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Protein and Amino Acid Metabolism

Chapter 8

Introduction - (FYI)
Energy plus building
Made up of amino

acids Fuel source Alanine, leucine, glutamine

Intro - Structure
Nonessential (12)
Essential (9) Peptide (-NH3)

Peptide bonds Large number of different structures Most proteins contain up to 300 amino acids

Intro - Animal versus Plant

Animal protein is complete and more

protein per gram Plant protein is incomplete and less protein per gram For example: 2 ounces of fish = 14 g of protein 2 ounces of macaroni = 2 grams 2 ounces of beans = 5 grams Soy: the only complete plant source

Intro - How Much Protein?

Minimum = 0.57 grams per kilogram of

body weight RDA for egg whites = 0.34 g/kg RDA = 0.8 g/kg RDA = 0.36 grams per pound 10 percent of total caloric intake

Intro- Proteins in the diet

Most of digestion occurs in the small

intestine/gut Absorption into blood Joins the amino acid pool

Functions of proteins Structure Transport Enzymes Hormones Immune Acid-base Fluid balance Energy Movement

Amino Acid Pool

Figure 8-3 Blood, liver and skeletal muscle Equilibrium with blood Movement of amino acids from one site to another is very rapid Low or inadequate amino acids in one site can be compensated with amino acids from another site. Constant catabolism Half life of amino acids is a few days to a few months.

Amino Acid Pool

Nitrogen Balance
An term used to indicate the balance in amino

acids that are added to the body to those that are removed. Positive balance indicates more amino acids are staying in the body than are being removed. e.g. muscle hypertrophy. Negative balance indicates more amino acids are being removed than added. e.g. muscle atrophy.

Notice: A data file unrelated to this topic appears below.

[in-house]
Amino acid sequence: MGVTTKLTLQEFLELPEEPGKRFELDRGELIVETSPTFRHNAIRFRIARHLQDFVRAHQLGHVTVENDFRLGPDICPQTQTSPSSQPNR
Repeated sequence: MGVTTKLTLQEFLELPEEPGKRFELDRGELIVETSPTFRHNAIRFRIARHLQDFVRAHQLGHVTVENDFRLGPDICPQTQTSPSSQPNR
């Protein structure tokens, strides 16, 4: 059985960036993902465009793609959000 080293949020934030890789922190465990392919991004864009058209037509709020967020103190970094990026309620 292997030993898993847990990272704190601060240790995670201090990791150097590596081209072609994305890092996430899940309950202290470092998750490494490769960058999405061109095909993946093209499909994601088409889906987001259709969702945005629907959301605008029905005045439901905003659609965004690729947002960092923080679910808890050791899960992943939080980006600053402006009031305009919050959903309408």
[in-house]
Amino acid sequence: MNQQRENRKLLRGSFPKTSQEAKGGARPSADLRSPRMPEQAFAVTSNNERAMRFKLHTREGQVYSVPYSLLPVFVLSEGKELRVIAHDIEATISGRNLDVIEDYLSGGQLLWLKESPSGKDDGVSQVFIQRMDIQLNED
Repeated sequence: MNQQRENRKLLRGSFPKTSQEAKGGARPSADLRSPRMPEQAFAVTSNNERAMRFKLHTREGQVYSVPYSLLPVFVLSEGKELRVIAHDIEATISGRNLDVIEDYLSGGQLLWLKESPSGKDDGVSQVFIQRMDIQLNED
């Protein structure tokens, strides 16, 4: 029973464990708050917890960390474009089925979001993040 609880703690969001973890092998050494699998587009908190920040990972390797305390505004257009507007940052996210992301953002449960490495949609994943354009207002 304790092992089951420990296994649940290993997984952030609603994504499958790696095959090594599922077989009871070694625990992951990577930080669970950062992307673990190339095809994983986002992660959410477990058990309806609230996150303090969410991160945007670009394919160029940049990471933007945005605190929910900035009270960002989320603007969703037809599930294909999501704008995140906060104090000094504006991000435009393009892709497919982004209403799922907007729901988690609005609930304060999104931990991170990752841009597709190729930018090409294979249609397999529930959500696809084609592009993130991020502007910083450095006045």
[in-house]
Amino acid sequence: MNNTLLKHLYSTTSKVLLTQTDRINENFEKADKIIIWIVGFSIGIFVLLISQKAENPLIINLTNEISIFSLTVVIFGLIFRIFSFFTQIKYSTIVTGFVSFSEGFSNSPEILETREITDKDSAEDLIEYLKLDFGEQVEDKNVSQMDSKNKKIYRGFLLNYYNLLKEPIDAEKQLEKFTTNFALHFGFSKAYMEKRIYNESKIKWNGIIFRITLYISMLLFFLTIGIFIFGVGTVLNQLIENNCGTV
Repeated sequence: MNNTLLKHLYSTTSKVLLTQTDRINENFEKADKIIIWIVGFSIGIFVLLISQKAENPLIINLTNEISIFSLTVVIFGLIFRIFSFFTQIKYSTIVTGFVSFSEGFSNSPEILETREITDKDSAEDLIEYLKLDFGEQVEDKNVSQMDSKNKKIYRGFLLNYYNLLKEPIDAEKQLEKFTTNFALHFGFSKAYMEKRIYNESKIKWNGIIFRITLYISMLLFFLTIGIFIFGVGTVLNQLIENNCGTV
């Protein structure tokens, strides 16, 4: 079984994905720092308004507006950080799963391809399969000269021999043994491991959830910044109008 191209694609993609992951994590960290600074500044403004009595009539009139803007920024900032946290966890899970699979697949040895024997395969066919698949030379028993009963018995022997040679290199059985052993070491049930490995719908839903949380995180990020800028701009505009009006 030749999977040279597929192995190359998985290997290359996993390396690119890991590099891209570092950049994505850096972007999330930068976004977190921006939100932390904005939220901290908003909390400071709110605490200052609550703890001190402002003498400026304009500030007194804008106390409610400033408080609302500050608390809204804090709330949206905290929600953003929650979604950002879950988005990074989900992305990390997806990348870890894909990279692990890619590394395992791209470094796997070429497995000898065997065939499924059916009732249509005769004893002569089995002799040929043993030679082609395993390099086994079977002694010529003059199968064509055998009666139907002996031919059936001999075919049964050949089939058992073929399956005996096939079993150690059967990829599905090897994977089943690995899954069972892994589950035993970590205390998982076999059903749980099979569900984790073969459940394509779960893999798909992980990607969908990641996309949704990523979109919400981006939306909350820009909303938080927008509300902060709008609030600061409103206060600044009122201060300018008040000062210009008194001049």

Nitrogen Balance
Fasting/Atrophy Hypertrophy

Protein Requirements
Nitrogen balance can be maintained with

0.57 g / kg of protein intake Allowing for some error, the RDA for protein is set at 0.8 g/kg A positive nitrogen balance depends on having both adequate protein and energy (calories) in the diet. What is the best energy source for protein synthesis? Protein? Fat? Carbohydrate?

Figure 8-5, 8-6 and

Equations 8-2, 8-3. Transferring nitrogen from one amino acid to another Examples Alanine + ketogluterate glutamate + pyruvate Aspartate + ketogluterate glutamate + oxaloacetate

Protein Metabolism
Protein provides only 5-10% of

energy requirements during exercise. 1. Krebs cycle substrates 2. Gluconeogenesis via the glucosealanine cycle 3. Muscle hypertrophy (branch chain amino acids)

Amino acid carbon skeletons

Figure 8-7 Krebs cycle is imperfect

Amino acids provide missing elements

Glucose-Alanine Cycle

Ammonia (NH4)
Released during exercise
Accumulation of ammonia may contribute

to fatigue and ultimately become toxic -ketogluterate + ammonia glutamate + another ammonia glutamine Glutamine can be converted to glucose by the kidneys when the ammonia is removed

Amino Acids and Muscle Growth

Branch Chain Amino Acids: Leucine, Isoleucine,

and Valine Located mainly in skeletal muscle Nitrogen used for protein synthesis Carbons used for energy 20% of amino acids released from skeletal muscle are BBAA However, skeletal muscle contains all amino acids What does this mean in regard to protein supplements? Are certain amino acids more beneficial than others?